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Reading a foreign menu can be both exciting and nerve-wracking, even when the restaurant offers a translated version, and sometimes, the food presented is not quite what the diner expects. In Portugal (like other southern European countries), sausages come smoked and dried, and can be eaten as is, boiled, grilled, fried, baked or sauteed. Sometimes, they are part of a recipe and other times they are served by themselves or with accompaniments like french fries and rice.
Chouriço is perhaps the most popular Portuguese sausage and is similar to Spanish chorizo. Made with pork meat and flavored with paprika (and sometimes red wine), it is a favorite by itself or when added to caldo verde soup. Chouriço is also a staple at fado houses, where it can be ordered flame grilled. Called chouriço assado the sausage is cooked on top of a clay dish that has been filled with alcohol and then lit. Watching the chouriço cook in the fire can be nearly as entertaining as listening to the music.
Another sausage that is well known in Portuguese communities around the world is linguiça. It is similar to chouriço but thinner, sometimes spicier, and offers a slightly stronger garlic flavor.
You’ll often see, especially in rural regions, morcela appear on the menu. Closely related to Spanish morcilla, it differs from chouriço and linguiça in two major ways: morcela is black in color and softer in texture, due to ingredients that include pork blood and fat. Rich in both color and flavor, it is a favorite among Portuguese throughout the country and used in many recipes including cozido. Morcela is also called “blood sausage” or “black pudding” in English.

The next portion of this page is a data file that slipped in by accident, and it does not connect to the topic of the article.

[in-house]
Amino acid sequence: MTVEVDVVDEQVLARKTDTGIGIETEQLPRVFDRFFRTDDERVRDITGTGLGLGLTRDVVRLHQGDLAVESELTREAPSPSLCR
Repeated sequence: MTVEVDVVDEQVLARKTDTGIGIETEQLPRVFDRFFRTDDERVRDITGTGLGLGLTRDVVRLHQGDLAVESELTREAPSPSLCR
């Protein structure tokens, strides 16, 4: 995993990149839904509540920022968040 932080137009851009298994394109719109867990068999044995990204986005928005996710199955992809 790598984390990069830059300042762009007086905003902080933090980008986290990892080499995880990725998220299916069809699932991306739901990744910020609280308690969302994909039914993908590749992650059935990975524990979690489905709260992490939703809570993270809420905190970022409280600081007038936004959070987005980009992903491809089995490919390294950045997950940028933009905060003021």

The next two traditional favorites look alike and have interesting stories attached to them. They are farinheira and alheira, the first named after the word farinha, meaning flour in English, and the second named after alho meaning garlic. Both recipes were the creation of Portuguese Jews during the 1500s, as a way to protect themselves during the Inquisition. Since most Portuguese sausages contain pork products, and Jewish communities don’t eat pork, they created their own sausages filled with other ingredients. They hoped to deceive the Inquisition into thinking they had converted to Christianity and were, indeed, eating pork. Farinheira is filled with flour and spices while alheira is made with poultry or wild game and dried bread. Both sausages are often served fried and accompanied with french fries, rice, and a fried egg, but they can be boiled and added to a cozido along with morcela as well. Despite their close visual resemblance, they do not taste the same.
One of the most popular forms of alheira comes from the northeastern region of Portugal in a city called Mirandela – Alheira de Mirandela. Despite hailing from the north, it is sold all over the country and considered a favorite in Lisbon’s traditional restaurants.